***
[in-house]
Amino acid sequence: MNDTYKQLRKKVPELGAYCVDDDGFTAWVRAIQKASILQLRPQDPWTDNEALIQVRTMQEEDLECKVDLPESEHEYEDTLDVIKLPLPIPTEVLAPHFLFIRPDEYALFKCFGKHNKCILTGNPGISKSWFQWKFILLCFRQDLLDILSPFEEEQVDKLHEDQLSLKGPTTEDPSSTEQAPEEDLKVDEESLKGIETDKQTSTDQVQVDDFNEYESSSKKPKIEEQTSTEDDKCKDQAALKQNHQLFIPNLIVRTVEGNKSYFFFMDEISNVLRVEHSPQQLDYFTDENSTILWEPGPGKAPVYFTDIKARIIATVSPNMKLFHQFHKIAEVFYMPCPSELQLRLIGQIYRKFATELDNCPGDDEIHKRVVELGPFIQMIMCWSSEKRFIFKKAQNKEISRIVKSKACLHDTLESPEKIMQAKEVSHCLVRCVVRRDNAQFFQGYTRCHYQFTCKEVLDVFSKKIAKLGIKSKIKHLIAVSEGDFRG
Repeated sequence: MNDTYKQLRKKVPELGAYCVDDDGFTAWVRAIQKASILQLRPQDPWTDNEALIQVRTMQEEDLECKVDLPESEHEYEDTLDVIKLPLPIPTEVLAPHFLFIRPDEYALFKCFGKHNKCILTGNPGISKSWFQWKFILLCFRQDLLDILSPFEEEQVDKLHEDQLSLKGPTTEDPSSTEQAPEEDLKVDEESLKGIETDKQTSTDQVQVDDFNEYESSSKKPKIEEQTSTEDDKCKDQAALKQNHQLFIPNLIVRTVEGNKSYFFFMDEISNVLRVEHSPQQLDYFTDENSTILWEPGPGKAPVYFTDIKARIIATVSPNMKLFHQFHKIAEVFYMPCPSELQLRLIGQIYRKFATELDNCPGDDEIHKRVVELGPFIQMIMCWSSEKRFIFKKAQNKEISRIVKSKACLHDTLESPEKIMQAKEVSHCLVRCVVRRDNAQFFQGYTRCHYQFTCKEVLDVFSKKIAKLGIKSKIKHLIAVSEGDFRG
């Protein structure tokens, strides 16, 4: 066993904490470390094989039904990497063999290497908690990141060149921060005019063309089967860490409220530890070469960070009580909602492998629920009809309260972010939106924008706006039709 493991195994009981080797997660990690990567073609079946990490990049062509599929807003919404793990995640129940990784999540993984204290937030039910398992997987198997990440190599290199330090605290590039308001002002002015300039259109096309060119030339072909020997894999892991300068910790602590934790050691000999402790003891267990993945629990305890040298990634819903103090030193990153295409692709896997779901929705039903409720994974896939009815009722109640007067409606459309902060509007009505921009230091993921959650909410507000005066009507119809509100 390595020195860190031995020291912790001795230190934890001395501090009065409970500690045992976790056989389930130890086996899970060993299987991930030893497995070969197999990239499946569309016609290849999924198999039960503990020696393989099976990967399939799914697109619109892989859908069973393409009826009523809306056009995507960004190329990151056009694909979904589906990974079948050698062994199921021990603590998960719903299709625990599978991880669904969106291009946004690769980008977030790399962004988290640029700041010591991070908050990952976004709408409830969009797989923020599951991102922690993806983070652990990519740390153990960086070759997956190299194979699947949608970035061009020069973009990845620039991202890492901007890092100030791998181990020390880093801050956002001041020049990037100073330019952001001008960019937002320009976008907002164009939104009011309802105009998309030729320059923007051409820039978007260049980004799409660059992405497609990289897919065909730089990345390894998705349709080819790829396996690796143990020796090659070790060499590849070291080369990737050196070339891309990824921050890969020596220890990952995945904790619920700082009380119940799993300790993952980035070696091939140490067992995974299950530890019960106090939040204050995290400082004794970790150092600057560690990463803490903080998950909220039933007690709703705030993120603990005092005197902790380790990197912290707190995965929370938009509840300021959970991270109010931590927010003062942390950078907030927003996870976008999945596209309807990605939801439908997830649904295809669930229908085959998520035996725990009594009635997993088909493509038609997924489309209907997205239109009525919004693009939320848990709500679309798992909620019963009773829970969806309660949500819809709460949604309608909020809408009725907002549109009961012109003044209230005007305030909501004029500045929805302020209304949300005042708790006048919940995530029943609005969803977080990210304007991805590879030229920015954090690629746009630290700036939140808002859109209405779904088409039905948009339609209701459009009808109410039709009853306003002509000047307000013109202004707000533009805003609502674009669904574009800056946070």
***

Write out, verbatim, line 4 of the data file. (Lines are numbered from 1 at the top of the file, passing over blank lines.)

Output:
């Protein structure tokens, strides 16, 4: 066993904490470390094989039904990497063999290497908690990141060149921060005019063309089967860490409220530890070469960070009580909602492998629920009809309260972010939106924008706006039709 493991195994009981080797997660990690990567073609079946990490990049062509599929807003919404793990995640129940990784999540993984204290937030039910398992997987198997990440190599290199330090605290590039308001002002002015300039259109096309060119030339072909020997894999892991300068910790602590934790050691000999402790003891267990993945629990305890040298990634819903103090030193990153295409692709896997779901929705039903409720994974896939009815009722109640007067409606459309902060509007009505921009230091993921959650909410507000005066009507119809509100 390595020195860190031995020291912790001795230190934890001395501090009065409970500690045992976790056989389930130890086996899970060993299987991930030893497995070969197999990239499946569309016609290849999924198999039960503990020696393989099976990967399939799914697109619109892989859908069973393409009826009523809306056009995507960004190329990151056009694909979904589906990974079948050698062994199921021990603590998960719903299709625990599978991880669904969106291009946004690769980008977030790399962004988290640029700041010591991070908050990952976004709408409830969009797989923020599951991102922690993806983070652990990519740390153990960086070759997956190299194979699947949608970035061009020069973009990845620039991202890492901007890092100030791998181990020390880093801050956002001041020049990037100073330019952001001008960019937002320009976008907002164009939104009011309802105009998309030729320059923007051409820039978007260049980004799409660059992405497609990289897919065909730089990345390894998705349709080819790829396996690796143990020796090659070790060499590849070291080369990737050196070339891309990824921050890969020596220890990952995945904790619920700082009380119940799993300790993952980035070696091939140490067992995974299950530890019960106090939040204050995290400082004794970790150092600057560690990463803490903080998950909220039933007690709703705030993120603990005092005197902790380790990197912290707190995965929370938009509840300021959970991270109010931590927010003062942390950078907030927003996870976008999945596209309807990605939801439908997830649904295809669930229908085959998520035996725990009594009635997993088909493509038609997924489309209907997205239109009525919004693009939320848990709500679309798992909620019963009773829970969806309660949500819809709460949604309608909020809408009725907002549109009961012109003044209230005007305030909501004029500045929805302020209304949300005042708790006048919940995530029943609005969803977080990210304007991805590879030229920015954090690629746009630290700036939140808002859109209405779904088409039905948009339609209701459009009808109410039709009853306003002509000047307000013109202004707000533009805003609502674009669904574009800056946070």